Much ink has been spilled discussing asset allocation in an investment portfolio or asset class performance in the economy. Even tangible assets like land or gold get the spotlight now and then. We tend to pay less attention, however, to tangible assets without an obvious market value.
But whether you’re talking about protecting current wealth or estate planning, your assets extend far beyond numbers on a spreadsheet. To this end, understanding their valuation and protection plays a crucial role in sound financial decision-making.
Tangible assets may best be understood as concrete things you can see and touch. Some categories easily enter conversations about asset valuation and investing. These discussions swirl around long-term value and liquidity. In many portfolios, they serve as an excellent source of diversification.
But these assets are not the only types of tangible investments you may have made. Perhaps you have heirloom family jewelry passed down from generation to generation. You might have sunk years into building up the world’s best comic book collection. Perhaps you’ve carefully cultivated a specialty wine collection. All of these offer value beyond sentiment, and that should be part of your calculations.
Intangible assets exist, too. These items present value that can’t necessarily be seen, such as secret recipes or business plans. Think of these items as intellectual property that can contribute towards your wealth, which, if stolen, could give others some sort of advantage.
We frequently discuss sentimental assets in the context of family gifting or estate planning. That might be a good start, but it certainly falls short of prudent guidance. If your assets hold any sort of value for you now, you should start treating them like everything else you value now. Here’s how to get started.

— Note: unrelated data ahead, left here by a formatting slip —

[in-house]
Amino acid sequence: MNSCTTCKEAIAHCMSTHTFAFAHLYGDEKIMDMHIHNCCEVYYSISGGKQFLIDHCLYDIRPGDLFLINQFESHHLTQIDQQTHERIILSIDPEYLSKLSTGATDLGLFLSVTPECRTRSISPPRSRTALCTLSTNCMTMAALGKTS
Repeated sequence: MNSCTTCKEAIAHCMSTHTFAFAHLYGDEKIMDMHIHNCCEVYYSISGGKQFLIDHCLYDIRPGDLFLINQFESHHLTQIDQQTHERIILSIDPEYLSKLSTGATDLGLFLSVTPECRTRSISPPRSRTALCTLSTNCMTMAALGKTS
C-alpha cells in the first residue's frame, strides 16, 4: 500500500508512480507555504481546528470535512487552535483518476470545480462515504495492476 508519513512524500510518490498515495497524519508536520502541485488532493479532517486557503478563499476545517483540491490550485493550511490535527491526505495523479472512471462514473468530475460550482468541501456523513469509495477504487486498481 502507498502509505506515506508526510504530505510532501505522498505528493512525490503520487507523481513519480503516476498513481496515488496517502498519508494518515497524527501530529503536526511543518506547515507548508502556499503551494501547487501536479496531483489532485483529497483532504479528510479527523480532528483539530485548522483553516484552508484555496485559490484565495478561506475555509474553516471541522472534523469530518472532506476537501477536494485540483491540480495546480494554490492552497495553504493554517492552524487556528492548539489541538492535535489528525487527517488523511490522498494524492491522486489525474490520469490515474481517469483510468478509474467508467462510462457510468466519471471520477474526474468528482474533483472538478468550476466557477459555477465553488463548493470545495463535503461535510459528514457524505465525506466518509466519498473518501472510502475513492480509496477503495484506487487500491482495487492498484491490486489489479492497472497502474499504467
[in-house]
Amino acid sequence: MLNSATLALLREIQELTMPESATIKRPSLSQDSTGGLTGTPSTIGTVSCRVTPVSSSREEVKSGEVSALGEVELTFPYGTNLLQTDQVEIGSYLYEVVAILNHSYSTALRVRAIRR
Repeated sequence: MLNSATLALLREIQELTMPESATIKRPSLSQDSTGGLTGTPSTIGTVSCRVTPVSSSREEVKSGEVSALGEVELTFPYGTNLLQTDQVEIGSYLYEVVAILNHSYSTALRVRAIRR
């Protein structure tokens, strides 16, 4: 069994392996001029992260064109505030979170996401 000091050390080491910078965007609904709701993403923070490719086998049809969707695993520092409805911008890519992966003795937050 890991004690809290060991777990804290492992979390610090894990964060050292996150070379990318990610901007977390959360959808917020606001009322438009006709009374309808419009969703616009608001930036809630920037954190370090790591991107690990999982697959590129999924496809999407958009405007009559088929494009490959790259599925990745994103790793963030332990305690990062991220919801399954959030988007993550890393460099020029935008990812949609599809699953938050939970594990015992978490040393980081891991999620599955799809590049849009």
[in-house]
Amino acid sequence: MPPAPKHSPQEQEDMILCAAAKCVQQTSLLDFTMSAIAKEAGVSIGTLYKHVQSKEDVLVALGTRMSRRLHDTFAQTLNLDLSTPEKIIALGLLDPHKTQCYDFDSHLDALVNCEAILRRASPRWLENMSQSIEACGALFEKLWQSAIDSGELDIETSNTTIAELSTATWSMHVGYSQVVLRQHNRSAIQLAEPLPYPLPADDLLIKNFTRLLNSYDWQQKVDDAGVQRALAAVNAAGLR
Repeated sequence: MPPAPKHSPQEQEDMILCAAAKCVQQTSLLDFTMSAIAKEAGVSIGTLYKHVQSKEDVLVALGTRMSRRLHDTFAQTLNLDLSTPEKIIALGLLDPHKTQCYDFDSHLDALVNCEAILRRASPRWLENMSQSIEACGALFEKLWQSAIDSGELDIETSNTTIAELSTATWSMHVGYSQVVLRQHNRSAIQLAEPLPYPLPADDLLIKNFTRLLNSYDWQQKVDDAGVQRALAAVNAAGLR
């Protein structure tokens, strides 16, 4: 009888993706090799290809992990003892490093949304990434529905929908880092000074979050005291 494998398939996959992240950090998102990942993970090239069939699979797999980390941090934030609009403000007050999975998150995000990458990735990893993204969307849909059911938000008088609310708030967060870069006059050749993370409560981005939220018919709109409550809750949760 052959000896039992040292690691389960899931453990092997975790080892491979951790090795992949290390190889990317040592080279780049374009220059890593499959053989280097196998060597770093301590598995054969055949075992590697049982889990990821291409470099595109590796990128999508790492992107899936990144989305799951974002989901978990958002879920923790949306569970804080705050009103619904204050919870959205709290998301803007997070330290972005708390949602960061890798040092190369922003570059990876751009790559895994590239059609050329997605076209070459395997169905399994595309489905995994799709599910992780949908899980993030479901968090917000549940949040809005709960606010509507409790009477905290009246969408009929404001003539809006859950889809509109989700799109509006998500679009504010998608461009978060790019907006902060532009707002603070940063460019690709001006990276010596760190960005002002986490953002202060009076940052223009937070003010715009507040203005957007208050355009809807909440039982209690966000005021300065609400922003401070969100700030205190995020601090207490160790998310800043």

Insuring your home or other real estate investments seems like a given to most. Sentimental assets like jewelry, however, deserve that protection as well. Your homeowner’s policy will only cover up to a certain amount of potential losses. If you have more expensive pieces, it would behoove you to add an endorsement to your policy specifically for those items.
In the case of your unlikely and untimely death, you’ll want to list out your assets, “with a detailed description of each item and its fair market value.” This includes listing intangible assets as well as your valuables and collections that are special to you, such as comic books, heirlooms, and so on.
This process will require that you have your collections formally appraised. This is good practice in general, as having items appraised regularly keeps counterfeiting at bay.
If a tree falls in the forest and no one hears it, does it make a sound? Well, ask anyone who has tried to prove the existence or value of a sentimental asset too late, and they’ll tell you exactly what it sounds like to scream into a similar abyss. The best way to protect the assets you love is to make sure you have documentation to prove their value.
The documentation process for sentimental assets might include taking photos or videos of your items to record the condition they were in at a certain point in time. Then you must decide exactly how to store these documents. This could include a bank in a safe deposit box or at home.